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New zero-emissions rules may limit electric car choice for most Canadians

By SmartCoverage Team on November 19th, 2018

The federal and provincial governments in Canada are taking steps towards increasing the number of electronic and low-emissions vehicles on the roads. But as the CBC reports, the application of new rules may be a lateral move.

The “ZEV mandate” requires automakers to sell a certain number of electronic, low- and zero-emissions cars. To encourage them to meet this minimum, automakers are made to pay “royalties” when they fail to meet their quota.

The reason these quotas are deemed necessary is because automakers profit more from traditional gas-powered cars. While they usually sell for less, they are also usually cheaper to produce. Thus, most auto companies need to be incentivized, either through financial benefit or penalty, to produce and sell more zero- or low-emissions vehicles.

The problem, contends CBC’s Don Pittis, is that these rules are only being applied in Quebec. British Columbia is expected to soon become the second province to institute a minimum sales quota, but this still leaves eight provinces and three territories out of the deal.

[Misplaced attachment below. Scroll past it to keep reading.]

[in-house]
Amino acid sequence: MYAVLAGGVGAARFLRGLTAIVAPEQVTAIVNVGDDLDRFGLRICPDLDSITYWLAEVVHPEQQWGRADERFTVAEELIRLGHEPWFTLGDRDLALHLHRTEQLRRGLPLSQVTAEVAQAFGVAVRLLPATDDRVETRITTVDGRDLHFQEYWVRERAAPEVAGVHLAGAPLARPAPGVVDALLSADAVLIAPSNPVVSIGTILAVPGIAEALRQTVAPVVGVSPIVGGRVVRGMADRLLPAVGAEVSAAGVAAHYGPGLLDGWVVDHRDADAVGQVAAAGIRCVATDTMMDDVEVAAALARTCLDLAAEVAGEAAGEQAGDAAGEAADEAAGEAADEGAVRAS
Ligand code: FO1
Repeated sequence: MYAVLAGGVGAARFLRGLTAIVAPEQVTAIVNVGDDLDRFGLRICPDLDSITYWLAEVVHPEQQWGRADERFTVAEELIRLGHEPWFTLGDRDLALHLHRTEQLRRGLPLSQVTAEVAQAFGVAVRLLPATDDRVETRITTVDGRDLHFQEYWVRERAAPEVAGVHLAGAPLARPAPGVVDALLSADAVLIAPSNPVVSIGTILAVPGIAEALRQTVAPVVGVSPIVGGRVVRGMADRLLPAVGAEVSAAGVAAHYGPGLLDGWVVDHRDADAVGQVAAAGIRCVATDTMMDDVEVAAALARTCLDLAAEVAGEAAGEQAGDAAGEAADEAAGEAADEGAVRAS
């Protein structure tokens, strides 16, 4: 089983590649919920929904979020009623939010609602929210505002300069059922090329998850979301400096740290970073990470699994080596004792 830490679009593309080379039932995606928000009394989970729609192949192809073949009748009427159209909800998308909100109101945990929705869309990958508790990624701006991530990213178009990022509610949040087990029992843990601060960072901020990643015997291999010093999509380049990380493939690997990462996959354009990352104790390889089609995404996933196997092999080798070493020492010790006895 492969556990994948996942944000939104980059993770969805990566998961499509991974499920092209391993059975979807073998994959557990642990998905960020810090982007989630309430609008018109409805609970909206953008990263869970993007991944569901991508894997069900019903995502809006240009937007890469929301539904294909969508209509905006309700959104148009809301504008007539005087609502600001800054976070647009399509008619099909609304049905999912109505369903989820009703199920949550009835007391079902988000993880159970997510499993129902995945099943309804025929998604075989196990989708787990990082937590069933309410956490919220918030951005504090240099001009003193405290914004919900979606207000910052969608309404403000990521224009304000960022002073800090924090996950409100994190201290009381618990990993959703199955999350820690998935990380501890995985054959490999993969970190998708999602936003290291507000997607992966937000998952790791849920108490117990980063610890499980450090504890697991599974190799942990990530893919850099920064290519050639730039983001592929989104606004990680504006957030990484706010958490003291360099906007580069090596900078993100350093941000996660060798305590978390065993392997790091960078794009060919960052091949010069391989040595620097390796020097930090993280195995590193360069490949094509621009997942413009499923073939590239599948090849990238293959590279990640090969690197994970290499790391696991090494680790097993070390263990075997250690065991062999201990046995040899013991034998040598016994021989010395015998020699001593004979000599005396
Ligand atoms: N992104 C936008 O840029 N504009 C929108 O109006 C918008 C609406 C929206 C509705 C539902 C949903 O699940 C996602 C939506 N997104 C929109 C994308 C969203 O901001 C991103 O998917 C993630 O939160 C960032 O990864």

Because the minimum number of sales applied to automakers is done at the national level, it means that only consumers in these two provinces are likely to have better access to a variety of low-cost no or low-emissions vehicles.

By concentrating sales in just two provinces, automakers have no incentive to provide most Canadian consumers with environmentally friendly options. It is not expected that the federal government will implement a nationwide mandate to rectify this issue.

Of course, as long as the demand for energy efficient vehicles is there, car producers will happily meet it. Right now, however, would-be consumers around Canada are given few options because most of the supply is being funnelled into Quebec and B.C.

While these jurisdictions may see an uptick in low-emissions vehicles, the opposite effect may actually occur where the policy leaves a dearth of options around the country.

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